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There is nothing like a Russian circus

From the ship – on to the ball! (those of you more apt linguistically, is there another English equivalent for с корабля на бал?) Ok, not exactly a ball, but for my taste, a good circus performance suffices…

At any given time, there are a couple of travelling circus troupes performing in Greater London. We have once attended a performance by a Chinese troupe, which was pretty good, but left me with a bit of a feeling of being second-tier. Before leaving for France, Natasha came across tickets for another Chinese Circus at Blackheath (which is a 10-minute drive from our house) as well as for the Moscow State Circus at the Ealing Common, which is about as far from us across the city to the west as possible. Despite the distance, we chose the Russian version.

The trip by public transportation was onerous, to say the least, as we were travelling in the general direction of a large number of football fans going to a game. But in the end, it was worth it.

The performance was simply fantastic, with jumping and flying acrobats, jugglers, equilibrists, clowns, stunts with crossbows, magic tricks with woman-slicing, even a human canon ball (now, that’s an outdated concept – the guys on the trapeze were flying higher and longer than the poor bloke who shot out of the cannon). No animals, but I personally always found animal segments less interesting than, say, trampoline jumping. Well, maybe not always; I am sure when I was a child, cute dogs, massive elephants and fearsome tigers held as much attraction to me as human feats, if not more. It is probably the same for my children, as well, but they’ve been to circus only a handful of times in their lives (whereas I probably went to the circus at least once a year when I was little), so any type of circus performance is fascinating to them.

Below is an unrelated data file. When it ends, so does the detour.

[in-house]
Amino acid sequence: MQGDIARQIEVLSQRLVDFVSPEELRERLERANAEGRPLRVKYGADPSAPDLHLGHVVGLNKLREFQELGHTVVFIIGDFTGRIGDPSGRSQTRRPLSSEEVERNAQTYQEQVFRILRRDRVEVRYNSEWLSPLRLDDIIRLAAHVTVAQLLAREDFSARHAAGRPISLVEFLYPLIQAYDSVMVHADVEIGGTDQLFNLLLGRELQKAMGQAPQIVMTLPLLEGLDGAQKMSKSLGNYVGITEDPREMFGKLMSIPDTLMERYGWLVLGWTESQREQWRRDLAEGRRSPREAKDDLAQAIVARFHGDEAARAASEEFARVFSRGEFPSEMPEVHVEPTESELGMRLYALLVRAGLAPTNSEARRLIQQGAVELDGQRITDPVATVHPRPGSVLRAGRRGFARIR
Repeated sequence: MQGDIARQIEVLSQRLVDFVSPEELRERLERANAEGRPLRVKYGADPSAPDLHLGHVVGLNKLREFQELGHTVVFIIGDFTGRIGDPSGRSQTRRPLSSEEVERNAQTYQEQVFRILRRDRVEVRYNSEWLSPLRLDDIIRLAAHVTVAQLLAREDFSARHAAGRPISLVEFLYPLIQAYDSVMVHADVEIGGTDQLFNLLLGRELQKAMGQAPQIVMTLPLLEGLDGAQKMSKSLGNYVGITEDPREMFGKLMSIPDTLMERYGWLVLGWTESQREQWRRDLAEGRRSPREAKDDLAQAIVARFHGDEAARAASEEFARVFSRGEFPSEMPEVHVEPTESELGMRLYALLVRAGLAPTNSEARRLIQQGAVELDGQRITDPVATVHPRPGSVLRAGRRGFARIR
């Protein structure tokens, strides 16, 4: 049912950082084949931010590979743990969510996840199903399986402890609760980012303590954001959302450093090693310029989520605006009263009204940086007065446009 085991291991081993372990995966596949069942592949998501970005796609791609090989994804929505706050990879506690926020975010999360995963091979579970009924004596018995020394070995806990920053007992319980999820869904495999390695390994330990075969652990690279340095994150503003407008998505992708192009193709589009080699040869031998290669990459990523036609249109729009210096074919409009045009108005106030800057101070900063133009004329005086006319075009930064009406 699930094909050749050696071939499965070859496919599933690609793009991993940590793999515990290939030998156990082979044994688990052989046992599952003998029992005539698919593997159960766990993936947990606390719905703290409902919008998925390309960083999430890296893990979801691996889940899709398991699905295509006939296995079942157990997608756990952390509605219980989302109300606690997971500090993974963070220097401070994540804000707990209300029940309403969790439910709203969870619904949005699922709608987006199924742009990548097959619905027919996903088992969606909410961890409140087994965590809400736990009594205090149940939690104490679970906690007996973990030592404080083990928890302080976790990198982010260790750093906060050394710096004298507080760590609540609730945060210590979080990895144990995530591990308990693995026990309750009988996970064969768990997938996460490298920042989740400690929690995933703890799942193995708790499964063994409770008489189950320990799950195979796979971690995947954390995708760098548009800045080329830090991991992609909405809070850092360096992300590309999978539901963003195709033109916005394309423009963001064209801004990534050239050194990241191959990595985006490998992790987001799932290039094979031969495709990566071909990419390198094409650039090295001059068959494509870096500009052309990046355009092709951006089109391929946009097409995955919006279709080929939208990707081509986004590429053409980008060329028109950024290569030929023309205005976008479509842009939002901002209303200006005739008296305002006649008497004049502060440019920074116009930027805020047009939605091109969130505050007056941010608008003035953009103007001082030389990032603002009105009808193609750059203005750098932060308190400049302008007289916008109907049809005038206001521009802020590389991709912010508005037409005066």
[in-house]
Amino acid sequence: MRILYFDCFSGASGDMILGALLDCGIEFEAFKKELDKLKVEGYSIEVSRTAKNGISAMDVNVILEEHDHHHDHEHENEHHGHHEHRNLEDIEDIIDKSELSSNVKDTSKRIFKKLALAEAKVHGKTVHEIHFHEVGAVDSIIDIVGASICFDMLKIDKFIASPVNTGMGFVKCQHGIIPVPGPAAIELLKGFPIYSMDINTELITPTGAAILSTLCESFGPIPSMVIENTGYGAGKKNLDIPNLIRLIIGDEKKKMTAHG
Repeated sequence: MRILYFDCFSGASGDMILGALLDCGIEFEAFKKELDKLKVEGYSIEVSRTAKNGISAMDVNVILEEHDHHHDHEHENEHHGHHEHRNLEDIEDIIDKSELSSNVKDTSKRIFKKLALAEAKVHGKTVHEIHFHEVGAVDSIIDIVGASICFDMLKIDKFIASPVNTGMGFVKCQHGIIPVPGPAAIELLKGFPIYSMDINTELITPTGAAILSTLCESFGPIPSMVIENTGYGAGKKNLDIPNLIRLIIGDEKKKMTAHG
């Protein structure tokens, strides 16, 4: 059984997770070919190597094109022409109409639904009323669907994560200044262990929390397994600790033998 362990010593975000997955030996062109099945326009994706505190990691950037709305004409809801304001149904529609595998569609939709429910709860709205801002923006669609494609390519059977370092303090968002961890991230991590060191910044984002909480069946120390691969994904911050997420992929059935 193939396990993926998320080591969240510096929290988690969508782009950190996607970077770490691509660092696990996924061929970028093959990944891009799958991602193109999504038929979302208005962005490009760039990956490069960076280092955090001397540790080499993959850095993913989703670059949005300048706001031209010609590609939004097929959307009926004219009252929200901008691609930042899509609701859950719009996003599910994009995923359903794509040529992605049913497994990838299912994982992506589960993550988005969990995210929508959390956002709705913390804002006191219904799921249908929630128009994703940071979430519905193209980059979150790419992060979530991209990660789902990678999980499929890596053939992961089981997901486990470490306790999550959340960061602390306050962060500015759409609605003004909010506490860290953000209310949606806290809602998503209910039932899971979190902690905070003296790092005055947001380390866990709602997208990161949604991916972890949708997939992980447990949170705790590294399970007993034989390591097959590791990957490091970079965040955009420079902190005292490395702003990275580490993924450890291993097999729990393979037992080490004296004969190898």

Great outing!!! Circus may be a bit forgotten in our times among the myriad of the various forms of entertainment, but it remains a superb choice for entertaining kids of all ages.

One word of advice, though. Forget the three-ring Barnum and Bailey show. To borrow from my local lingua, it’s rubbish. To truly experience circus, you need to go to a Big Top or a circus-only venue, where even the uppermost rows allow you to remain in close proximity to everything that happens on the arena.

Posted in Chronicles